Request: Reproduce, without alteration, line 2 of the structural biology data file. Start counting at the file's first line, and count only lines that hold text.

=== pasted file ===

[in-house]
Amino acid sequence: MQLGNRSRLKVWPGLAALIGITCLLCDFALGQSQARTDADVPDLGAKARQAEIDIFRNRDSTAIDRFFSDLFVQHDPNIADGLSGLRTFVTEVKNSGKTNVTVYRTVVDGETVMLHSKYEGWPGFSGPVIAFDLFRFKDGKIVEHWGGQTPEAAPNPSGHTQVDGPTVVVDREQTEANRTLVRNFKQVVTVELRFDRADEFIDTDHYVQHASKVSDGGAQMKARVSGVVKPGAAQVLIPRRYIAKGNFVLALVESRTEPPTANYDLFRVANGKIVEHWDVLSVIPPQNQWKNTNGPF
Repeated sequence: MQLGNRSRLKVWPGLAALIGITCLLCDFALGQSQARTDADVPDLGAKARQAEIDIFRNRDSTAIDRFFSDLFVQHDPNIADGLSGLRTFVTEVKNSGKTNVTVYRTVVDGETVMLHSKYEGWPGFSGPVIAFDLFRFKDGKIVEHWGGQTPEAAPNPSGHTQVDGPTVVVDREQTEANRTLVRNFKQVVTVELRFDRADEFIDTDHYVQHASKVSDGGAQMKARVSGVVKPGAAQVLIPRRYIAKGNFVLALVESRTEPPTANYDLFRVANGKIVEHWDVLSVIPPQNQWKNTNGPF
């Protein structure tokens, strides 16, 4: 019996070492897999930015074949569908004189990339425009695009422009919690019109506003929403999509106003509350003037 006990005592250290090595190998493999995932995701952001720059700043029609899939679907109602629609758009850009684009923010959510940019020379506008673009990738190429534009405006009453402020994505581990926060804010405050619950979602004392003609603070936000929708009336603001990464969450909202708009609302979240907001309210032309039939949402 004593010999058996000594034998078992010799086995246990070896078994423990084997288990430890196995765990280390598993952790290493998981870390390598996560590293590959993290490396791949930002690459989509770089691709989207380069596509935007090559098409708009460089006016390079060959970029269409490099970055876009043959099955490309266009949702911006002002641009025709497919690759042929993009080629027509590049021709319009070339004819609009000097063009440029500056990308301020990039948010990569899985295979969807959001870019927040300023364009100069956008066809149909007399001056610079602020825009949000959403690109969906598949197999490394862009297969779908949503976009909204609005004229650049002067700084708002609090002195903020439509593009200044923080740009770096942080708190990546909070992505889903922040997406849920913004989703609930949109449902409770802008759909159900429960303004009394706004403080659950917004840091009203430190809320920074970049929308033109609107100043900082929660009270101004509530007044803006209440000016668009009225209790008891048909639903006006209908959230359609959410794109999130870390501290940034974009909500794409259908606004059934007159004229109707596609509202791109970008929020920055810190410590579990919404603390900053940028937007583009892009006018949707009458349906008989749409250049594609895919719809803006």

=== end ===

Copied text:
Amino acid sequence: MQLGNRSRLKVWPGLAALIGITCLLCDFALGQSQARTDADVPDLGAKARQAEIDIFRNRDSTAIDRFFSDLFVQHDPNIADGLSGLRTFVTEVKNSGKTNVTVYRTVVDGETVMLHSKYEGWPGFSGPVIAFDLFRFKDGKIVEHWGGQTPEAAPNPSGHTQVDGPTVVVDREQTEANRTLVRNFKQVVTVELRFDRADEFIDTDHYVQHASKVSDGGAQMKARVSGVVKPGAAQVLIPRRYIAKGNFVLALVESRTEPPTANYDLFRVANGKIVEHWDVLSVIPPQNQWKNTNGPF